From an investment standpoint, Marcia Moffat, head of BlackRock Canada, drew attention to much of the long-term thinking that happens behind the scenes: “There are more long-term investors than you would think based on what’s in the media and what we see happening in the stock market.”. For example, $4 trillion of BlackRock’s $6.3 trillion managed assets are invested in indexed or exchange-traded funds. These are inherently longer-term investments because BlackRock does not have the freedom to buy into and pull out of individual companies; they are instead compelled to engage with companies on their long-term strategies hence Mr. Fink’s letter and why long-termism is a core piece of BlackRock’s business.

Sustainability gets results

Gord Hicks has been fortunate enough to receive plenty of board support for his sustainability initiative, and the results for BGIS have been overwhelmingly positive. By focusing on 3 levels of stakeholders – shareholders, customers, and employees – and rigorously measuring progress, Mr. Hicks seems to have found a secret recipe: “If you act in a sustainable manner, take care of your team members, and your team members are taking care of your customers, then the profits and economic returns tend to take care of themselves, and that’s been our experience”.

At the same time, Mr. Hicks emphasizes the need always to keep pushing the envelope. “There is disruption everywhere… so we have to continue to get better. The status quo is unacceptable”. For Ms. Verschuren, this speaks to the competitive edge that companies get from adopting sustainable practices. Sustainability forces companies to look at things differently, in their processes and operations, which often leads to innovation and adds to competitiveness.

Translating Sustainability to Board Language

Language is especially important on the investor’s side, noted Ms. Moffat. Environmental, Social, and Governance (ESG) information can make a significant impact in directing capital towards better risk-managed firms. However, ESG research is often perceived as confusing ‘alphabet soup.’ “We need to make [ESG] clearer for all,” said Ms. Moffat. For any investor, it really comes down to “taking a principle standpoint and using a framework. You won’t get far without a framework.”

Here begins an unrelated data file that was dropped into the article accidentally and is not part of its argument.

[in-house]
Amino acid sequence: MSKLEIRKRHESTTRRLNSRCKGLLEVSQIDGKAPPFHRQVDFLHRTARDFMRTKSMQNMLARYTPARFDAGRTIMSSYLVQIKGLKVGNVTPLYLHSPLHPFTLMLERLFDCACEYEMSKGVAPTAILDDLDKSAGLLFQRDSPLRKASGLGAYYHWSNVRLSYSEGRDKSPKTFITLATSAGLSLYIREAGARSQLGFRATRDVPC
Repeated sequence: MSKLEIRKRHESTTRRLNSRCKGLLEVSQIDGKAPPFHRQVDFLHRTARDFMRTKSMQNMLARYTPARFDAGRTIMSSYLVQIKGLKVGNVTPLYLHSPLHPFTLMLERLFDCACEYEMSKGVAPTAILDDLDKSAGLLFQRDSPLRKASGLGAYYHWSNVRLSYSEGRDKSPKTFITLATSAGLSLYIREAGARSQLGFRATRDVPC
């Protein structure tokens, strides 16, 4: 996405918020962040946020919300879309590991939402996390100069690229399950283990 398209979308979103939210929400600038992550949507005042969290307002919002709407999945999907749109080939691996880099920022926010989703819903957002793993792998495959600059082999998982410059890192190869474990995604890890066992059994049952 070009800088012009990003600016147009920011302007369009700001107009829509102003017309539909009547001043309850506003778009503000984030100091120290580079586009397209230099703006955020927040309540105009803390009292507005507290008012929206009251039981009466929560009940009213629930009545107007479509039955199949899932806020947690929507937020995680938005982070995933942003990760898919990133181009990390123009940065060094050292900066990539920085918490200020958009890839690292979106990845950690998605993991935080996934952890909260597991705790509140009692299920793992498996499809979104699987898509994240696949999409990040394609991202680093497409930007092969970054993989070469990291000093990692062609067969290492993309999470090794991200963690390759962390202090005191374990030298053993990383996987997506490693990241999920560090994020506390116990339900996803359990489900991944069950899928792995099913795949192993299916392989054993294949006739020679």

In a similar vein, Ms. Verschuren acknowledged the importance of board education. “All the boards that I’m on have educational time… we need the education to help us understand what the options are”. Of course, it’s also not sufficient that only one board member possesses the expertise; the whole board needs to be a part of it.

There are many ways to get involved, and we all have a responsibility to do so

Even though the board and C-suite are making the final decisions, this does not absolve the rest of the company employees from taking action on sustainability. If anything, front-line employees bring an essential vantage point when working directly with customers and gathering data from the field. No matter the position in the company, there are many different ways non-executives / non-board members can have an impact. “Make sure you have your voice heard by your C-suite, send letters to your Board of Directors, let them know that you care about the future of your business,” said Mr. Hicks in closing remarks.

Author: David Hageraats